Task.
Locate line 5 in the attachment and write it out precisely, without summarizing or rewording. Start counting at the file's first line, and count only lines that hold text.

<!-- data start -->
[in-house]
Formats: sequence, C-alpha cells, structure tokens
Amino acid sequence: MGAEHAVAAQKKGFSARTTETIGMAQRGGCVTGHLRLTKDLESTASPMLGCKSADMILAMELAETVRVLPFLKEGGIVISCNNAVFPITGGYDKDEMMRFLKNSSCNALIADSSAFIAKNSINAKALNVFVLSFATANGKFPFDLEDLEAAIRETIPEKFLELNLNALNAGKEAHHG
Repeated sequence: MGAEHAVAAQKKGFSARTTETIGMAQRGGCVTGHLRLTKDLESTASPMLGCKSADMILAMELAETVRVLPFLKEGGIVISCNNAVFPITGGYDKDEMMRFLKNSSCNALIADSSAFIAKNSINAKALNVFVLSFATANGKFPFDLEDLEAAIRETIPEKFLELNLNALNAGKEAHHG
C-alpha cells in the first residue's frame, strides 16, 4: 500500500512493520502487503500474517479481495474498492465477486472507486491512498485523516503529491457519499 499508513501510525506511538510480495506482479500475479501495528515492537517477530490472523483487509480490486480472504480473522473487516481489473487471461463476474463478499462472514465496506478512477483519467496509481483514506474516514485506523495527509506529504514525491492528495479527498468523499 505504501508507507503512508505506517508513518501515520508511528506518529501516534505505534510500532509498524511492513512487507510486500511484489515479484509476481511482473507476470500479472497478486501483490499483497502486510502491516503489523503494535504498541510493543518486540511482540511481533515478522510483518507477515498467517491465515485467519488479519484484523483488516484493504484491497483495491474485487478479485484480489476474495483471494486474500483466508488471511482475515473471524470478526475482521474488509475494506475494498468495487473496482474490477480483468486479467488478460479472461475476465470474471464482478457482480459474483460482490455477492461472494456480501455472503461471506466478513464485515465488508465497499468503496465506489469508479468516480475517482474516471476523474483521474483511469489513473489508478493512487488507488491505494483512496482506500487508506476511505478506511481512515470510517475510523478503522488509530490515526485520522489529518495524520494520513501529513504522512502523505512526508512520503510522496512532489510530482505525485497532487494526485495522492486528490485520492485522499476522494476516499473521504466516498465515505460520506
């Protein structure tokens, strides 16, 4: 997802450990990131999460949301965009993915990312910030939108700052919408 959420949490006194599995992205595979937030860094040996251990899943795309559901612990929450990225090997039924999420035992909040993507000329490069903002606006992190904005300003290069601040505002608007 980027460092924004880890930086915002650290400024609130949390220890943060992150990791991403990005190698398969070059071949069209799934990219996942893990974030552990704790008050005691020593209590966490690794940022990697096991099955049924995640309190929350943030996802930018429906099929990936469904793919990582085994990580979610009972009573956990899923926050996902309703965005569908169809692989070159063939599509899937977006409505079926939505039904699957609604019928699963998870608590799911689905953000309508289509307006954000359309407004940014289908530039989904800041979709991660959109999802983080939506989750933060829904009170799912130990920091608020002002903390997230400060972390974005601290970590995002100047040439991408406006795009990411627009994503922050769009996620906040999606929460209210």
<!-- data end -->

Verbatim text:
C-alpha cells in the first residue's frame, strides 16, 4: 500500500512493520502487503500474517479481495474498492465477486472507486491512498485523516503529491457519499 499508513501510525506511538510480495506482479500475479501495528515492537517477530490472523483487509480490486480472504480473522473487516481489473487471461463476474463478499462472514465496506478512477483519467496509481483514506474516514485506523495527509506529504514525491492528495479527498468523499 505504501508507507503512508505506517508513518501515520508511528506518529501516534505505534510500532509498524511492513512487507510486500511484489515479484509476481511482473507476470500479472497478486501483490499483497502486510502491516503489523503494535504498541510493543518486540511482540511481533515478522510483518507477515498467517491465515485467519488479519484484523483488516484493504484491497483495491474485487478479485484480489476474495483471494486474500483466508488471511482475515473471524470478526475482521474488509475494506475494498468495487473496482474490477480483468486479467488478460479472461475476465470474471464482478457482480459474483460482490455477492461472494456480501455472503461471506466478513464485515465488508465497499468503496465506489469508479468516480475517482474516471476523474483521474483511469489513473489508478493512487488507488491505494483512496482506500487508506476511505478506511481512515470510517475510523478503522488509530490515526485520522489529518495524520494520513501529513504522512502523505512526508512520503510522496512532489510530482505525485497532487494526485495522492486528490485520492485522499476522494476516499473521504466516498465515505460520506